1. Firstly would you like to tell us who you are? You have clearly taken time to compile that extensive critique, so please - have the balls to put your name to it!

      To answer your (many) points in order.

      1. If you knew the history of the 88, you woud know that until last September it DID run fast from Halesworth - Norwich via Bungay, only diverting to serve Brooke. The Bungay "short" service served all the villages, which no, I'm not knocking. My point was that 90 minutes to Norwich from Halesworth isn't going to be an incentive for those living there.

      2) You're just being pathetic - it's always nice to see someone you know.

      3)You're right, no one says I have to use them so i don't, if possible. Just like I don't use the Central Line in London, if possible. Or avoid cutting my fingers off while carving the Sunday Roast, but I can if I want to. I just don't want to. My choice, my prerogative, my opinion. What anyone else thinks s up to them, they can write their own blog if they so desire.

      4. I was being wholly consistent. I'd get on anything with wheels and windows if it took me where I wanted to go, but I wouldn't necessarily get on it if I didn't have to be going that way, ie for fun.

      5. Actually I spoke to the driver, who said he was glad he didn't have to drive the route in Winter. Perhaps, as you seem familiar with the route, you can give us all the benefit of your wisdom and explain why this old boy is in the wrong job.

      6.Nothing to answer

      7. Firstly I knew I'd be taking the car, but had I not I'd have got home somehow - getting the train to Ipswich then the last one up the East Suffolk Line would have got me within shouting distance.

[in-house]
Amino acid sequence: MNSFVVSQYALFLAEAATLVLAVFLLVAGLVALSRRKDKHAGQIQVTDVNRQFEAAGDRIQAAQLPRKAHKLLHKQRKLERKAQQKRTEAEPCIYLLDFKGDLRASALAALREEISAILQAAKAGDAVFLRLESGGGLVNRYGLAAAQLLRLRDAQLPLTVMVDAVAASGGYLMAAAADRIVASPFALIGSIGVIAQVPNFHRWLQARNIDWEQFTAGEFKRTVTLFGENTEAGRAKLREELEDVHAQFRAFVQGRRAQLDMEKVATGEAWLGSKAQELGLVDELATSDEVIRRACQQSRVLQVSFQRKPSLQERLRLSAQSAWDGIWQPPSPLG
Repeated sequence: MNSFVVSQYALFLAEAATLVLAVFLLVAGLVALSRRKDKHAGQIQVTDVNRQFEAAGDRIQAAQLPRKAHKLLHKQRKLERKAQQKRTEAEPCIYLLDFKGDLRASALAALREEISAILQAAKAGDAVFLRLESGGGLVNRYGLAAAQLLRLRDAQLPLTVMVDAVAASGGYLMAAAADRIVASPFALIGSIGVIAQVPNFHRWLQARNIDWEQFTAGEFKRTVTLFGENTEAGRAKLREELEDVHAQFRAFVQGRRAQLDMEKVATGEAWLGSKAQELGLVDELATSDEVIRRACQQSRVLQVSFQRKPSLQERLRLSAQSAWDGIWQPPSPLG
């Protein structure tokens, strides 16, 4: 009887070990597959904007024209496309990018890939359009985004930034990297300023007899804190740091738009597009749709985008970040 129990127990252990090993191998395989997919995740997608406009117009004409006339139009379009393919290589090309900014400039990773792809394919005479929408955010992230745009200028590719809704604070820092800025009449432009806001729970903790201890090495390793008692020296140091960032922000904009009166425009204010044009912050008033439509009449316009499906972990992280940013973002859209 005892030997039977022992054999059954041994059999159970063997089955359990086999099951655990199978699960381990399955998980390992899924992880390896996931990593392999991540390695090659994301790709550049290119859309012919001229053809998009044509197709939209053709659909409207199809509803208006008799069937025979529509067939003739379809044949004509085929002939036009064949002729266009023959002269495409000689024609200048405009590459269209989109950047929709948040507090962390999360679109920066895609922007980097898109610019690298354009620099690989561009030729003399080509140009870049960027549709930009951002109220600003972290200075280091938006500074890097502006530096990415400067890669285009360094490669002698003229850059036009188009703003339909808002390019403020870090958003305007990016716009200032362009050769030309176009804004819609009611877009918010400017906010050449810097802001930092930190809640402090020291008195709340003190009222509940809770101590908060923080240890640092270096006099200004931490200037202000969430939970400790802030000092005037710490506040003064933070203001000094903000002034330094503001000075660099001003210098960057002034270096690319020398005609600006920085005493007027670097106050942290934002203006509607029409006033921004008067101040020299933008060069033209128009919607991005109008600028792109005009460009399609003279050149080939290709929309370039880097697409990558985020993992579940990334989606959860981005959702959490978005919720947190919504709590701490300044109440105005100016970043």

And yes. Believe me if there were late buses to Halesworth at that time I'd be a regular. When I was a kid i WOULD spend up to 16 hours a day riding on buses, as I demonstrated in a post not too long ago when I tried, unsuccessfully, to re-create one of my routes from a boy today.

      8. Young people use buses more than old people, so it would be them using the late buses more than Doreen, and the parents not having to be a taxi service would be delighted!

      9. You've heard of Summer services?

      All answered, so now tell me who you are. By the way, in case you need it pointing out, as you obviously do this is not a newspaper. I don't merely report things in a banal way. I give opinions, I try and create discussion. You are entitled to your opinion, but just because you don't agree with me doesn't make you any more right than I am. At least I'm brave enough to put my name to my opinions, and give people the opportunity to question them, rather than hiding behind anonymity. If you dno't want anyone else to know at least have the decency to email me.